Analysis: Poor countries are at risk from elusive G-20 debt relief efforts

LONDON/WASHINGTON (Reuters) – The failure to make concrete progress on debt relief for the world’s poorest countries at the annual meeting of the International Monetary Fund and World Bank in Washington frustrated policymakers, activists and investors.

Two years ago, the Group of Twenty launched the Joint Framework – a mechanism designed to provide a rapid and comprehensive debt reform for countries writhing under debt burdens after the shock of the emerging coronavirus that would bypass a moratorium on debt payments.

But the results proved elusive, hampered by a combination of lack of progress in bringing major creditors around the table and getting them to commit to joint action, debt benchmarks that form the basis of the talks as well as political turmoil in some countries. Countries.

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The World Bank found that the world’s poorest countries will face $35 billion in debt service payments to official creditors and the private sector in 2022, more than 40% of that amount due to China.

“Time is not our friend, interest rates have gone up, the dollar has gone up and the debt burden is heavier,” International Monetary Fund chief Kristalina Georgieva told a conference in London after the Washington meeting ended in mid-October.

Debt restructuring can be prolonged, so getting several parties to agree on a joint operation is no small feat. But doubts are spreading with the progress that has been icy.

“It’s not a perfect tool. I take responsibility for that as a negotiator,” Guillaume Chabert, the IMF’s vice president of strategy who helped design the Common Framework during his time at the Paris Club, told a panel in Washington.

“We need a fast, fast, orderly, reliable and predictable mechanism. The Common Framework is a good start, but you need some reforms.”

For Zambia, Africa’s first COVID-era default in 2020, it is not yet clear who will lead talks to renegotiate its $6 billion debt with China.

Ethiopia’s debt restructuring came to a halt as the country plunged into civil war.

Official creditors have found that Chad, which first requested the Commond Framework remedy in January 2021, may not need debt relief after all thanks to higher oil prices, although they have indicated a willingness to meet again if necessary.

Chad Challenge

Experts said Chad’s experience in particular could discourage other countries from making requests for relief.

There is still a chance Chad’s creditors will fail to finalize their MOU or its largest private creditor, Glencore Commodities, Chabert said. (GLEN.L)which would effectively halt existing IMF and World Bank programmes.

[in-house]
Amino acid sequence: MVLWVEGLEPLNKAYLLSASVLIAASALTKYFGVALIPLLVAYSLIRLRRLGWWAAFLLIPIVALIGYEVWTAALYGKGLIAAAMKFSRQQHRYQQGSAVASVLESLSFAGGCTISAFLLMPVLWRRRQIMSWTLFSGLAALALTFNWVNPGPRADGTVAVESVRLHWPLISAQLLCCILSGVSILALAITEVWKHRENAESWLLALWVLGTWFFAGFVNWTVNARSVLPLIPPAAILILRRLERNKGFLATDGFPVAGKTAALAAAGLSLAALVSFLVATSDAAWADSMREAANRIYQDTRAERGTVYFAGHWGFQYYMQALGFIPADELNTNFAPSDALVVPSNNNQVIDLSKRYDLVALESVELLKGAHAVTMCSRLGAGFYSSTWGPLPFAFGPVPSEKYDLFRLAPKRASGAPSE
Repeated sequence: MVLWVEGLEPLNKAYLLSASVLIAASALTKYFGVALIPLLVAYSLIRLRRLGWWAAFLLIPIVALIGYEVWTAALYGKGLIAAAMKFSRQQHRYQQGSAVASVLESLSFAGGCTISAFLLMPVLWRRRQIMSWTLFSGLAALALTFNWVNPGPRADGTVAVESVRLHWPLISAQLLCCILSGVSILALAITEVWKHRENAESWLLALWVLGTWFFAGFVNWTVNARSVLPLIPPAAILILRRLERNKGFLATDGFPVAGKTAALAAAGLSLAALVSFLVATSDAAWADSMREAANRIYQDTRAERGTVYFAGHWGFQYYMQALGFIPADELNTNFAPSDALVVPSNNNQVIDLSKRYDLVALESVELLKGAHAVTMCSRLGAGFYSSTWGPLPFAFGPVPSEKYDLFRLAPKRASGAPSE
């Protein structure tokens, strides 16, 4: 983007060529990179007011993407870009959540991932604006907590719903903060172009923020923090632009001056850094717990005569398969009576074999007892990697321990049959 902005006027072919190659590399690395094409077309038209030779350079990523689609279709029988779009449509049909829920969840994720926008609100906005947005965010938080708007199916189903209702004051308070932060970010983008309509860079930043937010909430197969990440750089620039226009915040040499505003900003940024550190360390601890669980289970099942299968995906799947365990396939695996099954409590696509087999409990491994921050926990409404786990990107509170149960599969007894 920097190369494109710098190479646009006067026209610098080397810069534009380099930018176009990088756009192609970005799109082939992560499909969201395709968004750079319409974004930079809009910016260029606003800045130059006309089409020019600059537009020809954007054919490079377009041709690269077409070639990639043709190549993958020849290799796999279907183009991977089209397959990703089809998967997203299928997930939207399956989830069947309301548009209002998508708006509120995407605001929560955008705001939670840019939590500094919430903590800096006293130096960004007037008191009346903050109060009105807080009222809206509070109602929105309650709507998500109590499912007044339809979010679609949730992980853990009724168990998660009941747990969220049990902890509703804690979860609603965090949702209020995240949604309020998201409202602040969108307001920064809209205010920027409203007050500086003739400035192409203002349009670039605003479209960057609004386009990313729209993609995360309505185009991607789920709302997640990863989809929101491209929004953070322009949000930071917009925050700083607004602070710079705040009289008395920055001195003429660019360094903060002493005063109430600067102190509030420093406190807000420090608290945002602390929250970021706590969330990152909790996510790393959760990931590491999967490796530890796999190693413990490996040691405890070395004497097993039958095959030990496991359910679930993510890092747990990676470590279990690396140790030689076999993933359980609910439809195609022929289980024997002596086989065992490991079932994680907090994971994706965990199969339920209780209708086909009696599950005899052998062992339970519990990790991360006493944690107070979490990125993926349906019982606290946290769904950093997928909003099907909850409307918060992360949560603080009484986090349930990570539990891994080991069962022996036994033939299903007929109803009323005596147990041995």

China’s role as a lender to poor countries and Beijing’s slowdown in debt relief sparked a lot of anger at the Washington meeting. US officials warn that this could burden dozens of low- and middle-income countries with years of debt servicing problems, low growth and a lack of investment.

US Treasury Secretary Janet Yellen and other Western leaders meeting in Washington have stepped up their criticism of China, the world’s largest bilateral creditor, as the main obstacle to moving forward with debt restructuring agreements.

Chabert said that in addition to speeding up the process, it’s important to ensure that the transaction can be compared to the more diverse group of creditors involved now.

JPMorgan’s Joyce Chang, whose bank held an investor seminar alongside the IMF’s World Bank meeting, said asset managers had more discussions about repayment and restructuring challenges for emerging markets than at any time since the 1990s.

“Solutions remain elusive, and there has been open discussion about the shortcomings of the joint framework,” Zhang, head of global research and the Wall Street Bank’s strategic research team, said in a round of meetings.

For Kevin Gallagher, director of the Center for Global Development Policy at Boston University, the US Treasury also needs to be more robust with private creditors, as it did during the HIPC process or in Iraq.

“We showed during the 1990s that we can force the private sector to the negotiating table through carrot and stick policy and we are not ready to do that,” he said, acknowledging that the debt restructuring system is a “big problem.”

“It’s like walking into the emergency room with a bleeding wound to the head, and being told you’re fine.”

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(Covering) by Karen Stroecker in London and Andrea Shalal in Washington Additional reporting by Mark Jones and Giorgelina de Rosario Editing by Alistair Bell

Our criteria: Thomson Reuters Trust Principles.

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